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Guest Author | 08/31/2022 | Bird Watching, Outdoor Recreation

Birding Hotspots Near Corvallis, Oregon

Winter draws waterfowl to the Willamette Valley and brings opportunities for birders to view a wide variety of species. The rich marsh habitats of these areas draw seasonal migrations as well as holding resident waterfowl, shorebirds, waterbirds, and raptors year round.

Here's a few spots along the Pacific Flyway in the mid-valley area:

Fern Ridge Wildlife Area just northwest of Eugene was created by the US Army Corps of Engineers and the Oregon Game Commission in a joint effort to manage wildlife on 5,261 acres. Over 250 species of birds have been recorded in this area. ODFW acquired two units in 2013 and 2015 for controlled hunts, and the total area now covers 5,794 acres in and around Fern Ridge Reservoir. A parking permit from ODFW is required to access FRWA.

Finley Wildlife Refuge just south of Corvallis offers great opportunities for observing waterfowl, particularly one of the smallest subspecies population of geese, the Dusky Canadian Goose, which overwinters in the Valley well into April. Beyond food and habitat, the refuge is managed as a sanctuary for these geese to be undisturbed, with the interior sections being closed to public use.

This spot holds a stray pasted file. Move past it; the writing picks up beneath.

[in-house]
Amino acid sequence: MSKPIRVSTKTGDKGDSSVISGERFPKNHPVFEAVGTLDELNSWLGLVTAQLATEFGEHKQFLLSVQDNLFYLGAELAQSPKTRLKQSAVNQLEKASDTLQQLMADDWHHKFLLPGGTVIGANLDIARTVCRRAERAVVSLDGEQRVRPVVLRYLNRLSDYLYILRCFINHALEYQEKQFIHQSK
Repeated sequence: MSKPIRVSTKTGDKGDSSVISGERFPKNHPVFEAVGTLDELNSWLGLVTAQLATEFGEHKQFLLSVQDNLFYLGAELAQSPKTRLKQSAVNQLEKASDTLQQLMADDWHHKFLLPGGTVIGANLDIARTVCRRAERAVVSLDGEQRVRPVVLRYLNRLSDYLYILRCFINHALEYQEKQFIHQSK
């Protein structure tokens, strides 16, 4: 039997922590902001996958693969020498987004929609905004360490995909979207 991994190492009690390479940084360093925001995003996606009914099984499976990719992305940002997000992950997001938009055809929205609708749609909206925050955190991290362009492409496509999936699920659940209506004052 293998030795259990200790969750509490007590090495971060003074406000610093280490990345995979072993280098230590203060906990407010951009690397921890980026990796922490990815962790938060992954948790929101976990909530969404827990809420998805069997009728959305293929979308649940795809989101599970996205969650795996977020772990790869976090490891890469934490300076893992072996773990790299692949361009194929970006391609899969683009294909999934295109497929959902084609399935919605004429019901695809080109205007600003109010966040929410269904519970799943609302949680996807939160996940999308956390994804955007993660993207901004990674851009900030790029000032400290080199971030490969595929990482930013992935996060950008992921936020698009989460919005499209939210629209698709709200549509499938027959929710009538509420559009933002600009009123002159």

Ankeny Wildlife Refuge just south of Salem provides access to photography blinds available by reservation during the winter. Most trails are also closed during the sanctuary season, but there are boardwalks and kiosks open year-round. Ankeny is easily accessible, only a few minutes from Interstate 5.

Baskett Slough Refuge just north of Rickreall offers a diverse range of habitats, from permanent and seasonal wetlands, agricultural fields, mixed forest, oak woodlands, wet prairies and upland savannahs. At the junction of Highway 99W and 22, handicap and stroller accessible viewing platforms are available to visitors. The Rich Guadagno Memorial Trail is open year-round, but all other trails are closed to provide sanctuary to wintering waterfowl.

While visiting these popular overwintering sanctuaries for migratory birds like the Dusky Canada Goose, remember to "Let the geese do the honking." Kelly Warren of Wild Spirit Resources reminds visitors to remain in their vehicles when passing through the refuge as well. "Wildlife are used to cars, but when people get out of their cars, wildlife will move off, flush, or vacate the area. Cars work as great blinds. If you see someone with a camera out their window, please do not walk or pull up behind them and get out of your vehicle. It's possible they have been waiting for a particular shot, light, species, or angle for quite some time."

Article by Randall Bonner. Photo by Dig deeper (own work, CC BY-SA 4.0, link). Keep up with Corvallis news, events and happenings by signing up for our email newsletter.

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